Partnering With Private Investors to Help Fund Your Next Self-Storage Project

Though it’s an exciting time for self-storage developers and investors, funding projects can be a challenge. Here’s advice on partnering with accredited private investors who are seeking an alternative to traditional vehicles such as stocks, bonds and mutual funds.

We're living in a very exciting era for the self-storage sector, and savvy investors everywhere are wasting no time in capturing attractive double-digit returns. They realize the opportunities available in the storage industry today may not be repeated for a very long while.

One challenge owners and investors may run into, however, is funding. Having liquid capital to diversify and take advantage of opportunities can be difficult. Some may be able to invest in a single deal, but then have to wait a year or more to fund their next acquisition or development. A way around this is to partner with accredited investors looking for alternative ways to grow their retirement accounts and generate passive income. These typically are individuals who are making a very nice salary or have a minimum $1 million net worth (excluding their primary residence).

Private equity presents an excellent opportunity for self-storage owners and investors whose growth is limited only by the amount of liquid capital on hand; and luring this money has never been easier. This is largely because our current investing system is heavily skewed toward stocks and bonds, even though there’s an entire world out there about which Wall Street doesn’t want Main Street to know. It’s a world that pits investing in assets like self-storage facilities against traditional vehicles such as stocks, bonds, mutual funds, etc.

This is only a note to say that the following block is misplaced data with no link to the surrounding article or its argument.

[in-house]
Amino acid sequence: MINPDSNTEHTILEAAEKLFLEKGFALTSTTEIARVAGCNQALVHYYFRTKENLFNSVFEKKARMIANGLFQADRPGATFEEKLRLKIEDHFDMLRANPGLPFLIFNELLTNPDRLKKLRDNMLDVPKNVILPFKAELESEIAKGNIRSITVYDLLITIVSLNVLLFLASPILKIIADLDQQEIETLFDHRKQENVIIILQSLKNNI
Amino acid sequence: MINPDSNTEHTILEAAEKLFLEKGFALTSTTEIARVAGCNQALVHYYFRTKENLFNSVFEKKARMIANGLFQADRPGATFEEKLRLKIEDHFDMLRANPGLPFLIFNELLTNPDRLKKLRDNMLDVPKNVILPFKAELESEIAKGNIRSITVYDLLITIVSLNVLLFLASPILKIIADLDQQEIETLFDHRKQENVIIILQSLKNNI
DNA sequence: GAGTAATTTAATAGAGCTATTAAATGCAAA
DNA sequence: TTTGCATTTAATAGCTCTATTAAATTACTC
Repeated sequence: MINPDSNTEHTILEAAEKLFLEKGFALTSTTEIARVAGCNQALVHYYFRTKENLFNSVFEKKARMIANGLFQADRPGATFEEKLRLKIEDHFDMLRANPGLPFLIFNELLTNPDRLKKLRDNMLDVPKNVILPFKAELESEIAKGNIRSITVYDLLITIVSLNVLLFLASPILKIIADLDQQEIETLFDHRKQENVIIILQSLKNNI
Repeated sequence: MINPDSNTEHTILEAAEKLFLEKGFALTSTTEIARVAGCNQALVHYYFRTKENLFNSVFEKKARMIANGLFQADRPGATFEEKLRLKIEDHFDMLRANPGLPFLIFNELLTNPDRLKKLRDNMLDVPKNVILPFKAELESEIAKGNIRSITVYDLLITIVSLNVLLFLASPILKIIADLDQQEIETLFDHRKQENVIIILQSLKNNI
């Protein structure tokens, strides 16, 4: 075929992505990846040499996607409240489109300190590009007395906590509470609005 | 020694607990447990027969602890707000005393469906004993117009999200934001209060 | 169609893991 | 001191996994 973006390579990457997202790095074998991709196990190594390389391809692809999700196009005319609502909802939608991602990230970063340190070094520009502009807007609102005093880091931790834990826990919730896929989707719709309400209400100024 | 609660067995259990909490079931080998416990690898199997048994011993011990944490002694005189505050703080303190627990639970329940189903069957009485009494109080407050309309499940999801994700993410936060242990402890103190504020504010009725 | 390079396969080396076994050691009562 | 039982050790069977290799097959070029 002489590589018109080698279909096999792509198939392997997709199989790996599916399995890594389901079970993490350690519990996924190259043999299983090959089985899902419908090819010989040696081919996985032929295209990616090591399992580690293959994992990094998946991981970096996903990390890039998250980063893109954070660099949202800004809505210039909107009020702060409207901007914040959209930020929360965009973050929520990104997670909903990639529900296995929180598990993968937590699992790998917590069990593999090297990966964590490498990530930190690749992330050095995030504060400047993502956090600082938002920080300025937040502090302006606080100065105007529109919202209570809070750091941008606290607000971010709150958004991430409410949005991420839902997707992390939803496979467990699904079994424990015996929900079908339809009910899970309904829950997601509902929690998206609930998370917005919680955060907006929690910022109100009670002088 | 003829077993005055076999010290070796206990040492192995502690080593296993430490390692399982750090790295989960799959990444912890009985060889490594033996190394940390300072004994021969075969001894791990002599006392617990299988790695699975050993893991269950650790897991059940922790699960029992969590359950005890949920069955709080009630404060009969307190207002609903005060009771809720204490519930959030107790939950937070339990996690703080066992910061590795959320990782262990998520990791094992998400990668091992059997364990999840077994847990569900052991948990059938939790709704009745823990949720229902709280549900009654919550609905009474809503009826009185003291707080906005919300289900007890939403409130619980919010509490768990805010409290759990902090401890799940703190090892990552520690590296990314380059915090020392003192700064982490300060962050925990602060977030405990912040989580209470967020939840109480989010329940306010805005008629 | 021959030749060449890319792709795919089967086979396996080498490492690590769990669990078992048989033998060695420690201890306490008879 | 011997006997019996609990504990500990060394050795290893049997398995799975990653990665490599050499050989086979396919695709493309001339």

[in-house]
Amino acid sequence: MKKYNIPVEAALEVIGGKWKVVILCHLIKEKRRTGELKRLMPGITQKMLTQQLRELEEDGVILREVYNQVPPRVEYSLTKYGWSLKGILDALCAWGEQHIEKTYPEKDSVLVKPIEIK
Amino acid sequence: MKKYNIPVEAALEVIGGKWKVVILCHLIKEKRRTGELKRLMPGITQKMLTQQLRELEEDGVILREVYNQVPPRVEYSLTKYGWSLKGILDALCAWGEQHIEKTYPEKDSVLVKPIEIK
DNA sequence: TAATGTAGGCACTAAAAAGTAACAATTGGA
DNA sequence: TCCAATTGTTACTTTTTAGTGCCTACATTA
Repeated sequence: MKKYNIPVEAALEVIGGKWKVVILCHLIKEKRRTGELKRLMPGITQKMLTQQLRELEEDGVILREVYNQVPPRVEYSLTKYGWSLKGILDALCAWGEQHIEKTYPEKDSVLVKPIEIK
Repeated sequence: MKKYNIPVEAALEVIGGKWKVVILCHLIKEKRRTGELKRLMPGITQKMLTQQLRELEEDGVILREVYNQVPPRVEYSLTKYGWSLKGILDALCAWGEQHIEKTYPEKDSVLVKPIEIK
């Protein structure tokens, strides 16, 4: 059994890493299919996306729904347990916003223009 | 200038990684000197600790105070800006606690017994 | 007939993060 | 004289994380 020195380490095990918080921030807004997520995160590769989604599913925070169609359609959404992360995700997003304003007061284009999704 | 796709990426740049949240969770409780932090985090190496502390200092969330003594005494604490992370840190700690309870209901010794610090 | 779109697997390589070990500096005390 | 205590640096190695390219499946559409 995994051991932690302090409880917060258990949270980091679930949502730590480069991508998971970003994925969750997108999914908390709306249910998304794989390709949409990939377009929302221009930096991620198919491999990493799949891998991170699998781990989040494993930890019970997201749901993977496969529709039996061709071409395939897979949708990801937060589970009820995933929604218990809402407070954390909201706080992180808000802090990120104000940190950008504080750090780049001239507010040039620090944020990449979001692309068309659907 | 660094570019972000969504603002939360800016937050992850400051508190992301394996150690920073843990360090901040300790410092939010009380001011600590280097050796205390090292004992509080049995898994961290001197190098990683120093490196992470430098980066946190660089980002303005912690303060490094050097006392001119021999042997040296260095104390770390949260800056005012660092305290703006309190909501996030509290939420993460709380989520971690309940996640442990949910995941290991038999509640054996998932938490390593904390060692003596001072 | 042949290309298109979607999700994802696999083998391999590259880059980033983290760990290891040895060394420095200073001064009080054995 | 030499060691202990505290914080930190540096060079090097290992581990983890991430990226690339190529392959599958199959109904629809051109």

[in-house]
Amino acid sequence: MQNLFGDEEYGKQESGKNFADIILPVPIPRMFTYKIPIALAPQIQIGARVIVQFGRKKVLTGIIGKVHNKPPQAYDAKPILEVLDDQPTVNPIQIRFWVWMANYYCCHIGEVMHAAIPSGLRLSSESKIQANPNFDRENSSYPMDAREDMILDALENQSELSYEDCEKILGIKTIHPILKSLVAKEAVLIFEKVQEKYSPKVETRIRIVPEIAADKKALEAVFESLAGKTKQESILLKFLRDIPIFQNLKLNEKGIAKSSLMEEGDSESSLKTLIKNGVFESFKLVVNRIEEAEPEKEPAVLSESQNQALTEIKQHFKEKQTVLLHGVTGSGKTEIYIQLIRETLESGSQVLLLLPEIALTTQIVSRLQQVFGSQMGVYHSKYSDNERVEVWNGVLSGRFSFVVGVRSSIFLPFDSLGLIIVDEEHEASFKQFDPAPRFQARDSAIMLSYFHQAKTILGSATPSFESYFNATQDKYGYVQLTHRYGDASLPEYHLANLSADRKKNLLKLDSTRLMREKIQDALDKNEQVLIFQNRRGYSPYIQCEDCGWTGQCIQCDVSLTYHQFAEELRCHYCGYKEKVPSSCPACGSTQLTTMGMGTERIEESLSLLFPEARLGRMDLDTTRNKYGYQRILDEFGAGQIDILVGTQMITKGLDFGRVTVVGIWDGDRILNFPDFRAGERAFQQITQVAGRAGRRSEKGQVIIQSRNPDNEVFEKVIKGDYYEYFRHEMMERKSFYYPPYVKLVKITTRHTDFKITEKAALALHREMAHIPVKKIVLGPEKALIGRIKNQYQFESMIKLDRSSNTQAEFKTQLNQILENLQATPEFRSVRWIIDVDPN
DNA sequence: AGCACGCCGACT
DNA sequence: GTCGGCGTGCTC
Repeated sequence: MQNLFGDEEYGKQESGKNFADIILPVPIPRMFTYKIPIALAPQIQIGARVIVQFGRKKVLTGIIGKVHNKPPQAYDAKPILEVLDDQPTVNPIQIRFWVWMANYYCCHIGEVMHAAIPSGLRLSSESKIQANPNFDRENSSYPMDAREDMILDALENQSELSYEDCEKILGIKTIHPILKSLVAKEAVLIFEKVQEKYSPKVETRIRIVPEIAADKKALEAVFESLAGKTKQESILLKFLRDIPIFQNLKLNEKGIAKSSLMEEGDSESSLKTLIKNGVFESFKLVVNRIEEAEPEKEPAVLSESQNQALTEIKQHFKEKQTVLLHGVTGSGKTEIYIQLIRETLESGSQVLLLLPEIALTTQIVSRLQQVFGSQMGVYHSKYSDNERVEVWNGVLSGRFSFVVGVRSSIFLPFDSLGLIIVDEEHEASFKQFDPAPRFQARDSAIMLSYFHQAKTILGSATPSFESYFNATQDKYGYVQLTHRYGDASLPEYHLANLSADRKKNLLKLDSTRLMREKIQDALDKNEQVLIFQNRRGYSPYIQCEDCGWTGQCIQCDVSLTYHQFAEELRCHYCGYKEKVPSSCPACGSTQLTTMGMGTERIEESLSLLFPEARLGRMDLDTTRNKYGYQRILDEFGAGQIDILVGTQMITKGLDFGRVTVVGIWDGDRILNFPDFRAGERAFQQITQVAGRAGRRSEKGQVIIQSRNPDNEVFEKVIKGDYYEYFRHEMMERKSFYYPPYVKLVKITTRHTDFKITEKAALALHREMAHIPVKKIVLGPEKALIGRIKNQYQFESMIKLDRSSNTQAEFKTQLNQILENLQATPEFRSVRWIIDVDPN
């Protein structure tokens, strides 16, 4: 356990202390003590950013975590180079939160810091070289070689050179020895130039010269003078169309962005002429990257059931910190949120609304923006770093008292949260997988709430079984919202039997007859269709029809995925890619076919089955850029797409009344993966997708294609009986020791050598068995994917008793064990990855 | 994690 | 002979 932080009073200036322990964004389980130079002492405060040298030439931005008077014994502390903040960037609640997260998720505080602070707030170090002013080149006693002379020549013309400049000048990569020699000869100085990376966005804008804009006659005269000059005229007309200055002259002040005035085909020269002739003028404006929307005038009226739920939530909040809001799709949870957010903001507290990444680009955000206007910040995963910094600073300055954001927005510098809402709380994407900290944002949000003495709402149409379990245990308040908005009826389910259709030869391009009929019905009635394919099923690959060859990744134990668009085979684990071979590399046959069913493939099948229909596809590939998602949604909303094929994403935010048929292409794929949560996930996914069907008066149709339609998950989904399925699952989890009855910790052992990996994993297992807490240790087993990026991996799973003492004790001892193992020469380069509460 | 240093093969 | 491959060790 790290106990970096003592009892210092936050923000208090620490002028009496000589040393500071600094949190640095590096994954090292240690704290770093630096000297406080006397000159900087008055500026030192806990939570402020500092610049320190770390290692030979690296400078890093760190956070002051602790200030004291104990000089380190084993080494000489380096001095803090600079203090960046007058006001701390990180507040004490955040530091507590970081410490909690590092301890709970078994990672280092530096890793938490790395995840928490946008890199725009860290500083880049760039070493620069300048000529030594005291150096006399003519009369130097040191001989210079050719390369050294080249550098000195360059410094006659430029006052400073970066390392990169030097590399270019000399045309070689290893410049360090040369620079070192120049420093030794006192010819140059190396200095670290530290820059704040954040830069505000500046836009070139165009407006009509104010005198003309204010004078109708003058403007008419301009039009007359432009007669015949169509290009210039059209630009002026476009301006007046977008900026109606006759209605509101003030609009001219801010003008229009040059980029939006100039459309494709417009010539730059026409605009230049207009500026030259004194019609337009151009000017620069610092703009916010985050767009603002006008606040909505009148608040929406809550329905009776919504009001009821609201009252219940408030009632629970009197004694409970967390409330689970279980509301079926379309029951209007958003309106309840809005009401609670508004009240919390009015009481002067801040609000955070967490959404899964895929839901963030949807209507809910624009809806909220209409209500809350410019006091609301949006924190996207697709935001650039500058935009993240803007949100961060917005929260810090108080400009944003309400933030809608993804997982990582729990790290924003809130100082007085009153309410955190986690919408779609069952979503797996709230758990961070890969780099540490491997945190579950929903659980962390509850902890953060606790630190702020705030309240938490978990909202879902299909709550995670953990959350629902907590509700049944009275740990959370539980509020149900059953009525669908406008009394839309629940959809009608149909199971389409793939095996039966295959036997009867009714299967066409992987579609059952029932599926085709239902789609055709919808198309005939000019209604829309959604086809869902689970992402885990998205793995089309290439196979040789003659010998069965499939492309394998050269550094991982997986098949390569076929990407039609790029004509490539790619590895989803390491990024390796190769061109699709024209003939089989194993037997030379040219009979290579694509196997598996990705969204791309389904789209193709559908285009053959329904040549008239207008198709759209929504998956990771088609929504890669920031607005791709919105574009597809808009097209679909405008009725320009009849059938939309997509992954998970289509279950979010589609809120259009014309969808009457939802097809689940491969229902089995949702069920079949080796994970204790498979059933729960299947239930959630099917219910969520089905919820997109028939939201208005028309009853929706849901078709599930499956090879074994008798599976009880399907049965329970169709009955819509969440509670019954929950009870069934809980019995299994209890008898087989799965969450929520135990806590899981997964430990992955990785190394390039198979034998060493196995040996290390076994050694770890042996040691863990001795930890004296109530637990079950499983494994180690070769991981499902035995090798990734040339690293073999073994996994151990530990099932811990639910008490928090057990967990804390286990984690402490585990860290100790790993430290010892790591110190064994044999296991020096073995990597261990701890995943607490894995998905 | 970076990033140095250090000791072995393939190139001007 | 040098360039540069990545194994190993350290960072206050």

Breaking Through the Noise

Not surprisingly, asset investing gets very little attention, mostly because Big Money (e.g., Wall Street) has a far easier task in marketing to the masses; it doesn’t have to worry about accredited investors. After all, popular finance magazines are sponsored by mutual-fund companies that have the products (stocks, bonds and mutual funds) to sell, so investors tend to read about only those types of investments.

Most of these products are tied up in qualified long-term accounts like traditional 401(k) plans and IRAs, which are limited, narrowly focused and not liquid. Consider, as well, the concept of beta, which measures the volatility of an investment. The higher the beta, the higher the volatility, which theoretically makes it a riskier venture. While the U.S. stock market has a beta of 1.0 and the Russian stock market may have a beta of 2.0, the beta for self-storage is 0.5!

When you factor in the historical performance of self-storage as an asset class, it’s risk-adjusted returns are far superior to stocks. Most people are unaware of this because they aren’t exposed to it from the media, their local financial planner, etc. It’s much easier to sell the masses on simple stock-and-bond portfolios and charge an asset-management fee each year than to try to characterize the advantages of the storage industry.

How Big Is Big?

So how big is the pool of private investors with whom you may be able to partner? The latest estimates indicate there’s approximately $50 trillion of capital sitting on the sidelines, being held by investors who seek a viable alternative to the stock market. Many of these folks are tired of stock volatility and want to invest in something they can see and touch, such as bricks and mortar, or in the case of self-storage, steel.